Are you always checking emails?
We’re at a stage now where it’s the norm for many of us to be attached to our gadgets at all hours of the day and night. We’ve most definitely become more reliant on the technical world in what appears to be a multi-generational phenomenon, crossing business and pleasure and making no differentiation for personality types.
In short, it’s not just teenagers, the gadget-obsessed or those with not much else to do – we’re all on some sort of screen for a large majority of the time, at home and at work.
So, has technology overtaken us all and done away with the work-life balance for good and how are companies responding if that is the case?
Holidays, waiting for hospital appointments and your turn at the dentist, a meal out with the family or during a pub quiz on a Thursday night… Wherever we are and whatever we’re doing, a high percentage of us regularly check our mobile phones.
Those in demanding jobs (most of us!) are constantly checking emails and messages to see what’s just come in. Our nature is inquisitive, we’re impatient and it’s become a force of habit. Everybody does it, don’t they?
Funny that something we set rules and boundaries and chastise our kids for – the overuse of technology – has become such second nature to us. (Has anybody noticed, by the way, we don’t badger our kids to cut down on their screen time half as much as we used to).
Of course, there’s a blurring of the lines here when it comes to the grown-ups. Many of us are on social media sites, indulging in retail therapy, surfing the net and catching up with various forms of online entertainment during our downtime. At the same time, however, most of us are accessing our work emails and checking them too, which makes us constantly “on”, regardless of the day or hour.
Are some companies implicitly demanding this level of 24/7 service from their staff or are we all driving this trend, to some extent, in our pursuit of absolute flexibility?
There are companies for which this constant connectivity is part of the culture and the dynamic. You know if you’re a part of one of those. You’ll be getting regular emails from colleagues that have been sent after 9pm – and you’ll be opening them, responding and composing your own too…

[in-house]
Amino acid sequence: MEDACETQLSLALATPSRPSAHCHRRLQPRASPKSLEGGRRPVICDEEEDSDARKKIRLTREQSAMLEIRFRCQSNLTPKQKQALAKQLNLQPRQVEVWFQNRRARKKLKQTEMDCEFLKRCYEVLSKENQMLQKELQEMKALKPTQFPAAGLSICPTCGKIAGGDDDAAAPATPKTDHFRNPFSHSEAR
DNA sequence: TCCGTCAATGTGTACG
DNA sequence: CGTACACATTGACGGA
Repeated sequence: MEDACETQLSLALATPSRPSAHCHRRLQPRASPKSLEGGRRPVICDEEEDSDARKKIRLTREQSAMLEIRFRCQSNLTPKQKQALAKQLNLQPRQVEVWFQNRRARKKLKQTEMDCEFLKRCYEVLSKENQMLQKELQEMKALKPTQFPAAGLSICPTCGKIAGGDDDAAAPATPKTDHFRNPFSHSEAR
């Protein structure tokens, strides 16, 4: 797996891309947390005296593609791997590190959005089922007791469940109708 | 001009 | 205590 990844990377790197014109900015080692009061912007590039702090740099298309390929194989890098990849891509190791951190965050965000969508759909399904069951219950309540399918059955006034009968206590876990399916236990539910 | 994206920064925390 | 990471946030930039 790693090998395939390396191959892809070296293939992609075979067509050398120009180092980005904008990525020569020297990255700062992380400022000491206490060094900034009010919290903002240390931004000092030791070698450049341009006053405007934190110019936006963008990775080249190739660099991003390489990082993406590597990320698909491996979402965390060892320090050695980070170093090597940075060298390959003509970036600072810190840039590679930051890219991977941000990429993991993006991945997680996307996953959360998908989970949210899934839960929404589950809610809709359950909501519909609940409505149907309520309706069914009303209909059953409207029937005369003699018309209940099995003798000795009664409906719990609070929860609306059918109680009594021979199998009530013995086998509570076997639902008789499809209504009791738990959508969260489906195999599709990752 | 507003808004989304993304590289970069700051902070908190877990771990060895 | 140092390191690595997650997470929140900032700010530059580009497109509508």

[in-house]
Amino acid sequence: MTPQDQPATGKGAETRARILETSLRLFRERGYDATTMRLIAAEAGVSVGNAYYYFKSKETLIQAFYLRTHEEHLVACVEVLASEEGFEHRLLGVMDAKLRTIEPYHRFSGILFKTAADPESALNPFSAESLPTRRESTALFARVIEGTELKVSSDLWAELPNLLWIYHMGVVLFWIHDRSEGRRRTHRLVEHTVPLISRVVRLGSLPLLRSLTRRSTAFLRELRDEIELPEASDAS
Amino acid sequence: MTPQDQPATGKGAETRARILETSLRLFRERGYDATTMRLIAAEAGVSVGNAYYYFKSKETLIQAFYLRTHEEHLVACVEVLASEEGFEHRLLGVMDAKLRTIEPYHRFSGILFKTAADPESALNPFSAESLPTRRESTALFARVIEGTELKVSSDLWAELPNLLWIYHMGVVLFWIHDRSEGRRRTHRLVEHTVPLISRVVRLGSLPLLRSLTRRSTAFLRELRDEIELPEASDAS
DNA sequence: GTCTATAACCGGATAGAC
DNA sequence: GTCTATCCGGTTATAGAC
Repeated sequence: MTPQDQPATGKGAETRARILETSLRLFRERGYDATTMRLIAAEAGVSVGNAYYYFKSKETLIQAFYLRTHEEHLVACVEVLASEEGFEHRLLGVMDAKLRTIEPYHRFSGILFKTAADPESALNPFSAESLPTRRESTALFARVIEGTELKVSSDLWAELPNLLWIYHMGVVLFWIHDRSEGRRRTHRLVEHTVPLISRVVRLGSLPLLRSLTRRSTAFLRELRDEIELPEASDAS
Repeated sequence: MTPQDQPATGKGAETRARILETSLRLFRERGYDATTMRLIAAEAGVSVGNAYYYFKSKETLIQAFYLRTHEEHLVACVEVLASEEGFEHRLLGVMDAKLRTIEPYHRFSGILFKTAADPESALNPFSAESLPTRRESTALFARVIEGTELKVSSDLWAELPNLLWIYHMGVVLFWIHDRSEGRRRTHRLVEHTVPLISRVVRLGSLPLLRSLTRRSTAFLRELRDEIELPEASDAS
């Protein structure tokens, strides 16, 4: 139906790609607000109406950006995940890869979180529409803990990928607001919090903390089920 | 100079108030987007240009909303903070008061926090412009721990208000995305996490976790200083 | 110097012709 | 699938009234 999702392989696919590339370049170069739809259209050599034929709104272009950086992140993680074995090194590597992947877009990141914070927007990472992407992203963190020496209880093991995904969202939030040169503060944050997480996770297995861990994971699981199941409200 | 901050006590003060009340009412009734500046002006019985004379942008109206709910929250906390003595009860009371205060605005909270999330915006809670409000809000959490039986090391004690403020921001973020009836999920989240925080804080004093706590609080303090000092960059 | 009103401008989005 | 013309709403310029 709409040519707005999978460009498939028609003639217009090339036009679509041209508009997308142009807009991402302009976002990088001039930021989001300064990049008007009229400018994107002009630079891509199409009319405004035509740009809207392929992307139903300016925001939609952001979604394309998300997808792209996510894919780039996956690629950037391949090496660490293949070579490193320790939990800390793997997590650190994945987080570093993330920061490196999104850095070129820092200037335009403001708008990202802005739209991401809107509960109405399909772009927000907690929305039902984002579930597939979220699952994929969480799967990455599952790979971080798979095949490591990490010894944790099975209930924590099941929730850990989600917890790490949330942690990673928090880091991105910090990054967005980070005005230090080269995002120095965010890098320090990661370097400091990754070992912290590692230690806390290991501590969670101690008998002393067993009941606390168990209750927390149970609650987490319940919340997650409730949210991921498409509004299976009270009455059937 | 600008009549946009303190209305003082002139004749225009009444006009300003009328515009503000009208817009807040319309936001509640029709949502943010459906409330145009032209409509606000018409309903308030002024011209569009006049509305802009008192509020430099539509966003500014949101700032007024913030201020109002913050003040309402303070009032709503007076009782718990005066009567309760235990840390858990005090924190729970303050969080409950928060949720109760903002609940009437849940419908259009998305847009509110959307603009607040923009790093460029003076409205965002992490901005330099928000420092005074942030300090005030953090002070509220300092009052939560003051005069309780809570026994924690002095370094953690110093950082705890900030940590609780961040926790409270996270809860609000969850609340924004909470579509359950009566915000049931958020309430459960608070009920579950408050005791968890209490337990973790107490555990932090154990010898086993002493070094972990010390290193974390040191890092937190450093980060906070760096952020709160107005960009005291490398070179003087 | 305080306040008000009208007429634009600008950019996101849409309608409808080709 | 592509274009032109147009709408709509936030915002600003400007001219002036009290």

At Saracen, we have a highly motivated team and many of our members of staff appear always to be “on”. We work to find a balance and to counter this, in the main, we make every effort not to initiate out-of-hours emails – unless it’s an emergency or driven by a customer with a specific requirement that needs to be met. But, I hold my hands up here, I will, and do, respond if a member of the team contacts me and, occasionally, I will fire out missives without a thought.
Given that, it could be that this implicit expectation, to remain connected at all times, regardless of where we are and what we are doing, is passively driven by both sides. After all, we have all been guilty of the urge to check our phones at some point or another when we are officially “off duty” – in fact, some of us can’t rest without doing so.
With employee wellbeing now recognised in most working environments, including the construction industry, as key to delivering a healthy and a happy workforce, employers and managers should take note.
If flexibility is accepted, and implicitly expected, when it comes to checking and responding to work emails outside regular hours, then it should also be reflected when members of the team request to, and are able to, work from home. It’s a two-way street.
Similarly, if it doesn’t impact on client relationships, employees who are constantly connected should be allowed the opportunity to come in later, and then stay later, on certain elected days.
A by-product of this increased element of connectivity has to be a greater level of trust and this shines through when a worker’s willingness to be flexible is rewarded by his or her company agreeing to a more flexible approach in how that work is delivered.
Again, at Saracen, we try to accommodate staff and offer flexibility, where possible, as we are mindful that there are many of those “connected” members of the team who regularly go the extra mile for us.
Flexible working aside, the trick, for all of us, is to recognise when we’re feeling a bit frazzled, and the pull of the phone has become too much, and to learn to impose some restrictions on ourselves.
Ultimately, we are all responsible for our own wellbeing and we all need some screen-free time. What’s important is that you decide when yours is going to be and make sure you power off accordingly.